New military apparel repels chemical and biological agents
October 19, 2012
Lawrence Livermore National Laboratory scientists and collaborators are developing a new military uniform material that repels chemical and biological agents, using a novel carbon-nanotube (CNT) fabric.
The material will be designed to undergo a rapid transition from a breathable state to a protective state. The highly breathable membranes would have pores made of a few-nanometer-wide vertically aligned carbon nanotubes with a layer that is responsive to chemical-warfare agents.
Smart second skin
A threat would trigger a response automatically by chemical effects on the membrane surface, causing the switch to a protective state by closing the CNT pore entrance or by shedding the contaminated surface layer.
“The uniform will be like a smart second skin that responds to the environment,” said Francesco Fornasiero, LLNL’s principal investigator for the Defense Threat Reduction Agency (DTRA)-funded project.
“Without the need of an external control system, the fabric will be able to switch reversibly from a highly breathable state to a protective one in response to the presence of the environmental threat. In the protective state, the uniform will block the chemical threat while maintaining a good breathability level.”
High breathability is a critical requirement for protective clothing to prevent heat-stress and exhaustion when military personnel are engaged in missions in contaminated environments. Current protective military uniforms are based on heavyweight full-barrier protection or permeable adsorptive protective overgarments that cannot meet the critical demand of simultaneous high comfort and protection, and provide a passive rather than active response to an environmental threat.
To provide high breathability, the new composite material will take advantage of the unique transport properties of carbon nanotube pores, which have gas transport rates that are hundreds of times faster, compared to any other pore of similar size.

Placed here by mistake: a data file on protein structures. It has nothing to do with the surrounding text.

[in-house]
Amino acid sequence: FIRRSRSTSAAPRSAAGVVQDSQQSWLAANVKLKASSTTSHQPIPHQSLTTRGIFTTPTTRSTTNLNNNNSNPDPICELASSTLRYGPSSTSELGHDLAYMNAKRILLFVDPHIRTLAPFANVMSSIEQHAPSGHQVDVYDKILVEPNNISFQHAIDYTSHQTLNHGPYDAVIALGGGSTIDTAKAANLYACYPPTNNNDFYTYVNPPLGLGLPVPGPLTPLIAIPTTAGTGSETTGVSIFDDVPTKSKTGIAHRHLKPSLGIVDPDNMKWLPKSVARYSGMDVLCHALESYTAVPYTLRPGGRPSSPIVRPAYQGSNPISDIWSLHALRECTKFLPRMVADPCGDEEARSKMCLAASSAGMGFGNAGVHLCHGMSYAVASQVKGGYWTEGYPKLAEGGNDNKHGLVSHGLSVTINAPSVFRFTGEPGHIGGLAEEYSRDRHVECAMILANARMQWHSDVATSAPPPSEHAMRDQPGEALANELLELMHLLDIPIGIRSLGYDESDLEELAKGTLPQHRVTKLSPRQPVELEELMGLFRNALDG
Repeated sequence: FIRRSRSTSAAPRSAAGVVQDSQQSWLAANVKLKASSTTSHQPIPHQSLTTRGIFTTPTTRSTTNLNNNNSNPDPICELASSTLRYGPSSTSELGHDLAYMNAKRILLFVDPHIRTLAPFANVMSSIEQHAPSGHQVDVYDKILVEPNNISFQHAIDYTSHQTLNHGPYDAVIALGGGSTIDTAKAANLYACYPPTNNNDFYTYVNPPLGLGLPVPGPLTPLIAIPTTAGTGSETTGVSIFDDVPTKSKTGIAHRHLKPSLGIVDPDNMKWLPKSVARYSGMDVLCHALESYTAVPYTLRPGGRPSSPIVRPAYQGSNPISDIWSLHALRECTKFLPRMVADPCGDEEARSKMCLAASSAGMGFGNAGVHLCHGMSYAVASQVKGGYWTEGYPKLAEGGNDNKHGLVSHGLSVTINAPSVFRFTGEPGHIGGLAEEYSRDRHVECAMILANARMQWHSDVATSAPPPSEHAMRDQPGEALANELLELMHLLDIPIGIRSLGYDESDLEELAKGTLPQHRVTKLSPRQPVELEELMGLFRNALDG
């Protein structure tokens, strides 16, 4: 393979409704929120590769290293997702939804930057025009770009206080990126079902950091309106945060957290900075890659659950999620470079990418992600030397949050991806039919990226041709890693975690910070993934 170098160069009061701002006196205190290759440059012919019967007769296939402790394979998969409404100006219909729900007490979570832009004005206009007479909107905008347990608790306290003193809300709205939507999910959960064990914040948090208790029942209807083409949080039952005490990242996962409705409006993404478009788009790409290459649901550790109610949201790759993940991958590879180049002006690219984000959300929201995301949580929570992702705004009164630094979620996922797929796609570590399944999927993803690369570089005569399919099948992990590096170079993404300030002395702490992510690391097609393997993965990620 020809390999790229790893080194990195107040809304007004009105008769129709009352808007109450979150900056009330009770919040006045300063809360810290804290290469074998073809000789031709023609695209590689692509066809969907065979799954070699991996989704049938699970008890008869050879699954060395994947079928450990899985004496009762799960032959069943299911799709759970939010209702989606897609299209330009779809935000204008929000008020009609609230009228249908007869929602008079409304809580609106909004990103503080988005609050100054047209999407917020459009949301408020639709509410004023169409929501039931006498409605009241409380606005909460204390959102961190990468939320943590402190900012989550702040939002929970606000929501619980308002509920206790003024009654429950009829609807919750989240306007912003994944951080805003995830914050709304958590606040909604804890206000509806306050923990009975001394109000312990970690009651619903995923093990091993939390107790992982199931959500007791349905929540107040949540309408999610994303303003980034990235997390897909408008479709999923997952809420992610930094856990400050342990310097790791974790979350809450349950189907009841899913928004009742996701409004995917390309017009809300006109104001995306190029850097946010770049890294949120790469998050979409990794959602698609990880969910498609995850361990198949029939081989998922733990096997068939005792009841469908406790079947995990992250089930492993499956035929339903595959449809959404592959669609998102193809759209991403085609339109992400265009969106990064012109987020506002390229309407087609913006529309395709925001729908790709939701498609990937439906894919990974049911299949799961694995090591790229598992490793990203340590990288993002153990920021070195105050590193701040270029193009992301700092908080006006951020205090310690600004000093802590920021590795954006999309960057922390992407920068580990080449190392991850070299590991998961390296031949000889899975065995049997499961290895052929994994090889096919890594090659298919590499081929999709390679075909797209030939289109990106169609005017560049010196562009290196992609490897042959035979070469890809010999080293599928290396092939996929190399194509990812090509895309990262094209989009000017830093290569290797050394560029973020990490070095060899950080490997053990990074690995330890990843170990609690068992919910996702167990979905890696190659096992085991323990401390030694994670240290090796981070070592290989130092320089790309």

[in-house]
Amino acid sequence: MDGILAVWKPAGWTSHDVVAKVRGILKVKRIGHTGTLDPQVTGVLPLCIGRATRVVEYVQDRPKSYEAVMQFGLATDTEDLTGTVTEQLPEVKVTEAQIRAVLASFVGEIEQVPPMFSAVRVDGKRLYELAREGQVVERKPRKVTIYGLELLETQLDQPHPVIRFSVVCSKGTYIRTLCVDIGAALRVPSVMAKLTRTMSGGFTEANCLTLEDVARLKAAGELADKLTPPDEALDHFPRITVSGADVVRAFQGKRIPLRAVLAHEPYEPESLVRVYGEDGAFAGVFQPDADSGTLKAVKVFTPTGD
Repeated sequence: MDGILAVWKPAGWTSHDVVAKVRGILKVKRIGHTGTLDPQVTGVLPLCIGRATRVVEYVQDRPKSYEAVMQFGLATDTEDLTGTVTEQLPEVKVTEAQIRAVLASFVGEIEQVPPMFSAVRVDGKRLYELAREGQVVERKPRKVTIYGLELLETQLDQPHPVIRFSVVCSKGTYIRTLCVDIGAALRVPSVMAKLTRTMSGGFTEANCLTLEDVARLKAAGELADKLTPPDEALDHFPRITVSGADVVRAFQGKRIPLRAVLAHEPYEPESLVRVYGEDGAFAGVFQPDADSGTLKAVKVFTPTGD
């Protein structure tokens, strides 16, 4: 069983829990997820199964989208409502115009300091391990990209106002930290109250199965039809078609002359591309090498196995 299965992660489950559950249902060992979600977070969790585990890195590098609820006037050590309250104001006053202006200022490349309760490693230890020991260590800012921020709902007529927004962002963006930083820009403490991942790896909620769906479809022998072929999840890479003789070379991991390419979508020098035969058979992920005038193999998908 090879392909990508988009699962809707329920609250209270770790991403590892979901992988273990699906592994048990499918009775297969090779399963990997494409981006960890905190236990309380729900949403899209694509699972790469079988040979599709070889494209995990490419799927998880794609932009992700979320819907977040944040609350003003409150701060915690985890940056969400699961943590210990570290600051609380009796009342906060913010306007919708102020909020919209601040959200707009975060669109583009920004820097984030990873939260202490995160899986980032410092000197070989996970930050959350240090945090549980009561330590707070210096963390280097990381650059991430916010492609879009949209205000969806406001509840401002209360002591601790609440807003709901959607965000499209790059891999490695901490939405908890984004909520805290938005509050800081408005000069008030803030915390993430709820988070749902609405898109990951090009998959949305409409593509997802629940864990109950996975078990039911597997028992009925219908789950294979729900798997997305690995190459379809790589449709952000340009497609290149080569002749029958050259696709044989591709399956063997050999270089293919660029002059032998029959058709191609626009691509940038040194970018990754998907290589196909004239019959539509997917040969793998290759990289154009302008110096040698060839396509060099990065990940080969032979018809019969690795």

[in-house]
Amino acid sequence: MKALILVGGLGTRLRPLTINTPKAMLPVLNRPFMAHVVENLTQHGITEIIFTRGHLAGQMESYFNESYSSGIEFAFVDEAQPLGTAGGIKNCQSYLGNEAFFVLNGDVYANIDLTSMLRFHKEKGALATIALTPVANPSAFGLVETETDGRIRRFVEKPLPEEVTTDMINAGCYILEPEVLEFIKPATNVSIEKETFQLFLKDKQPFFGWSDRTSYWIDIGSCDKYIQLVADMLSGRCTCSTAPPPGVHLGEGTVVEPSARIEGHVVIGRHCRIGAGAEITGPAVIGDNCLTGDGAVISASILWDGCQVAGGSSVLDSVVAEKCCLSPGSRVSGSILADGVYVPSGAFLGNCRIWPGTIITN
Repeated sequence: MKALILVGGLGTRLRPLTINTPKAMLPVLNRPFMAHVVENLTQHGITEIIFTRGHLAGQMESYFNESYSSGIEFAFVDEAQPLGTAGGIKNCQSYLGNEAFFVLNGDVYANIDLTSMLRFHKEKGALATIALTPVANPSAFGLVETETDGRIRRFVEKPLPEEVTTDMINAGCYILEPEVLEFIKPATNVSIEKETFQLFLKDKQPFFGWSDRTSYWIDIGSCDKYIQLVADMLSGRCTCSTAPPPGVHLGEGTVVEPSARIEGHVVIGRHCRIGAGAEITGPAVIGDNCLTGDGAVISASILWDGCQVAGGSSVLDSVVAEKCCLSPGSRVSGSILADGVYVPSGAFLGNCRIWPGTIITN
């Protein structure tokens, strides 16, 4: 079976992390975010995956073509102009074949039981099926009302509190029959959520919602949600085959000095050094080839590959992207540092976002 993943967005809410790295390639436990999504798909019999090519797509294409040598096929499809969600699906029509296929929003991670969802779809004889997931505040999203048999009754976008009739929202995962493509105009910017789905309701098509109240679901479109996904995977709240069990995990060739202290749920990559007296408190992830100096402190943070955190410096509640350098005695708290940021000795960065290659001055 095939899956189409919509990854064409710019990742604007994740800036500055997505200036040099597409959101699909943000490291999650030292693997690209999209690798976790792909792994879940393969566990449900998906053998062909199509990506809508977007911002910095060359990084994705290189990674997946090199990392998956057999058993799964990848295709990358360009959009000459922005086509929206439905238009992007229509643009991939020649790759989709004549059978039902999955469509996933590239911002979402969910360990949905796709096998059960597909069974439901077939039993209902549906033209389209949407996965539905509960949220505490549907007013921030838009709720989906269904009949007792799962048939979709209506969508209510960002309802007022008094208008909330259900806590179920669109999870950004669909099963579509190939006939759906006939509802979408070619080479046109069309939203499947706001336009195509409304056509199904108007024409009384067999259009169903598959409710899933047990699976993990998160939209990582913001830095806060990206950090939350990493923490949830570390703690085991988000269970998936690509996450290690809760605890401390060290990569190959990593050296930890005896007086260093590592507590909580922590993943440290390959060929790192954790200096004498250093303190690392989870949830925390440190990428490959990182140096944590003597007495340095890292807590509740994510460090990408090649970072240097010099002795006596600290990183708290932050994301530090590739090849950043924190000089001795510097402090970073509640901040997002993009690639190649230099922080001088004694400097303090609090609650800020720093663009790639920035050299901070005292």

Biological agents, such as bacteria or viruses, are close to 10 nanometers in size. Because the membrane pores on the uniform are only a few nanometers wide, these membranes will easily block biological agents.
Surface peels off to block chemical agents
However, chemical agents are much smaller in size and require the membrane pores to be able to react to block the threat. To create a multifunctional membrane, the team will modify surfaces on the CNT membranes. Functional groups on the membrane will sense and block the threat.
A second response scheme also will be developed. Similar to how a living skin peels off when challenged with dangerous external factors, the fabric will exfoliate upon reaction with the chemical agent. In this way, the fabric will be able to block chemical agents such as sulfur mustard (blister agent), GD and VX nerve agents, toxins such as staphylococcal enterotoxin and biological spores such as anthrax.
“This futuristic uniform would allow our military forces to operate safely for extended time periods and successfully complete their missions in environments contaminated with chemical and biological warfare agents,” said Tracee Harris, the DTRA science and technology manager for the Dynamic Multifunctional Material for a Second Skin Program.
The project is funded for $13 million over five years with LLNL as the lead institution. The new uniforms could be deployed in the field in less than 10 years.
The Laboratory has a history in developing carbon nanotubes for a wide range of applications, including desalination.